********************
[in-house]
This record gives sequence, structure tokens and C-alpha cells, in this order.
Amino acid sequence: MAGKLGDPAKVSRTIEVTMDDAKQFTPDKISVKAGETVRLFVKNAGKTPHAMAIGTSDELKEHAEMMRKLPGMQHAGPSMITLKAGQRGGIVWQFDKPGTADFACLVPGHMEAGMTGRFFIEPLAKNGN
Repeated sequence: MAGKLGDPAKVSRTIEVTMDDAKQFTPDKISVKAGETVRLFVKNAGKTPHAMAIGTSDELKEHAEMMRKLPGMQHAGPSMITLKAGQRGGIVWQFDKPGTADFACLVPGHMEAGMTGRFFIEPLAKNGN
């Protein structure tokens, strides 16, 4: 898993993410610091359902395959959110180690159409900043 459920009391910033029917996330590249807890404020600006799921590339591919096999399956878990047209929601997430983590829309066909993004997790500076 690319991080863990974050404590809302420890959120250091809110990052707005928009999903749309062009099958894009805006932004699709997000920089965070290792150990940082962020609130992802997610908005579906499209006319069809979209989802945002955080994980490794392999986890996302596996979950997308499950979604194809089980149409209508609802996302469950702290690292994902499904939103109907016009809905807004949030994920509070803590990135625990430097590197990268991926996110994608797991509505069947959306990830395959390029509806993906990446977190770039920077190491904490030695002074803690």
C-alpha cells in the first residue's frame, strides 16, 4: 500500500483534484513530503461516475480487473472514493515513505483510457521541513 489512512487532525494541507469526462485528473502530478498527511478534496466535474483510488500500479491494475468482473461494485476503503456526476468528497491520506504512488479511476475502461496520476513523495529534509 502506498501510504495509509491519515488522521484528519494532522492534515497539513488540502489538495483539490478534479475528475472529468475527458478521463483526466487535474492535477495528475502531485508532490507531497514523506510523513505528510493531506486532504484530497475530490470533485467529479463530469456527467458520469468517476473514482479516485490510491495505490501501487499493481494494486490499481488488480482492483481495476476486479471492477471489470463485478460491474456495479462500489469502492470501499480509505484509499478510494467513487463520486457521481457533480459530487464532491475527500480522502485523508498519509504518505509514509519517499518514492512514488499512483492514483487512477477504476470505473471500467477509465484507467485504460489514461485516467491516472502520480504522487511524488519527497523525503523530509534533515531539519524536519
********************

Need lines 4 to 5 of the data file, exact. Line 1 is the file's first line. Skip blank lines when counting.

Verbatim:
Repeated sequence: MAGKLGDPAKVSRTIEVTMDDAKQFTPDKISVKAGETVRLFVKNAGKTPHAMAIGTSDELKEHAEMMRKLPGMQHAGPSMITLKAGQRGGIVWQFDKPGTADFACLVPGHMEAGMTGRFFIEPLAKNGN
């Protein structure tokens, strides 16, 4: 898993993410610091359902395959959110180690159409900043 459920009391910033029917996330590249807890404020600006799921590339591919096999399956878990047209929601997430983590829309066909993004997790500076 690319991080863990974050404590809302420890959120250091809110990052707005928009999903749309062009099958894009805006932004699709997000920089965070290792150990940082962020609130992802997610908005579906499209006319069809979209989802945002955080994980490794392999986890996302596996979950997308499950979604194809089980149409209508609802996302469950702290690292994902499904939103109907016009809905807004949030994920509070803590990135625990430097590197990268991926996110994608797991509505069947959306990830395959390029509806993906990446977190770039920077190491904490030695002074803690």